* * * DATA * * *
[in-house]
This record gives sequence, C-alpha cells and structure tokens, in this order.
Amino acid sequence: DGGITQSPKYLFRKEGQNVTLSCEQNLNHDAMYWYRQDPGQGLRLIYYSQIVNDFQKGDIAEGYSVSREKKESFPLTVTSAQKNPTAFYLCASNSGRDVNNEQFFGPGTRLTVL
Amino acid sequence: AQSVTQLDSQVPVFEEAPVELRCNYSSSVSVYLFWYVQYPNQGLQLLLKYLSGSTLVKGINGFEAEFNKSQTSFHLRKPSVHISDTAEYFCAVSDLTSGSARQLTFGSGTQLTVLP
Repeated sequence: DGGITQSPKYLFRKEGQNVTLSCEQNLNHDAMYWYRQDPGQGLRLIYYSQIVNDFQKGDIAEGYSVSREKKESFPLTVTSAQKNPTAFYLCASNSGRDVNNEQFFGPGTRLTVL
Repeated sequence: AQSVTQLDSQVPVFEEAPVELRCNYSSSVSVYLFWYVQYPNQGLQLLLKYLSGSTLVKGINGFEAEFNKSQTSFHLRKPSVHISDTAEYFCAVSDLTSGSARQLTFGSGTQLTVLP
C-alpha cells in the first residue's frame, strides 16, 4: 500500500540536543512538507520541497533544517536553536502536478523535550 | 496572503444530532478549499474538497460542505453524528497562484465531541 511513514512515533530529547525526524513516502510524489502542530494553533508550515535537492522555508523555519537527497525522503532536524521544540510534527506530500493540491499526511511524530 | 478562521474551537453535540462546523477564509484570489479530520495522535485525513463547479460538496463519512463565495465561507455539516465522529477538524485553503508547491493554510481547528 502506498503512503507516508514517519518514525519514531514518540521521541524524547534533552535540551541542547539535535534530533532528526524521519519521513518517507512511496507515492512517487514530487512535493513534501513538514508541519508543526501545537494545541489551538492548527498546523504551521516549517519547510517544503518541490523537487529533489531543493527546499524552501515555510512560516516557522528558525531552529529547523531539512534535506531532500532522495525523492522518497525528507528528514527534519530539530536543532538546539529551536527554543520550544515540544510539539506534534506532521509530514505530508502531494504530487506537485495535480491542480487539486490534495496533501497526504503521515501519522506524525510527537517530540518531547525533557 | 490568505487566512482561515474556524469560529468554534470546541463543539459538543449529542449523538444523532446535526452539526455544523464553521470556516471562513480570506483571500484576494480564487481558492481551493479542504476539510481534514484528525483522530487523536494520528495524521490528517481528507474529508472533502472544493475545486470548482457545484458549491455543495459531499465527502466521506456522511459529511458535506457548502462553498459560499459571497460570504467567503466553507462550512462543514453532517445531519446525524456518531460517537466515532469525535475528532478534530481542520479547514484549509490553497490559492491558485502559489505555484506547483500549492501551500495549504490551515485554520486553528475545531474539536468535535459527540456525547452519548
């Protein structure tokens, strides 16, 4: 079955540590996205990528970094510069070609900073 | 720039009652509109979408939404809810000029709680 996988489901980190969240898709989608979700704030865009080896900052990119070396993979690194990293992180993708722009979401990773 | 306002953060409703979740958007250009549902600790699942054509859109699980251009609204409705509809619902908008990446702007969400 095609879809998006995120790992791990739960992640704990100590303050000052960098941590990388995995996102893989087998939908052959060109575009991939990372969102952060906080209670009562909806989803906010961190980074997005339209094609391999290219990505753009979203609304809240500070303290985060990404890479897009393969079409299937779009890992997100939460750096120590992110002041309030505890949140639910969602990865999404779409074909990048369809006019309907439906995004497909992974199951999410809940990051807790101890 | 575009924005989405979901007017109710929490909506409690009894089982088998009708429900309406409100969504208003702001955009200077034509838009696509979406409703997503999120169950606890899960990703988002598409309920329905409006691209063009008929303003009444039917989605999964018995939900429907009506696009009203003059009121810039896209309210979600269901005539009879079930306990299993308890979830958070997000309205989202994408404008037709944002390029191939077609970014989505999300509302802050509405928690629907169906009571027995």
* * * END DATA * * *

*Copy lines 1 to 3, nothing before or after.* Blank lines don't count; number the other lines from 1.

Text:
[in-house]
This record gives sequence, C-alpha cells and structure tokens, in this order.
Amino acid sequence: DGGITQSPKYLFRKEGQNVTLSCEQNLNHDAMYWYRQDPGQGLRLIYYSQIVNDFQKGDIAEGYSVSREKKESFPLTVTSAQKNPTAFYLCASNSGRDVNNEQFFGPGTRLTVL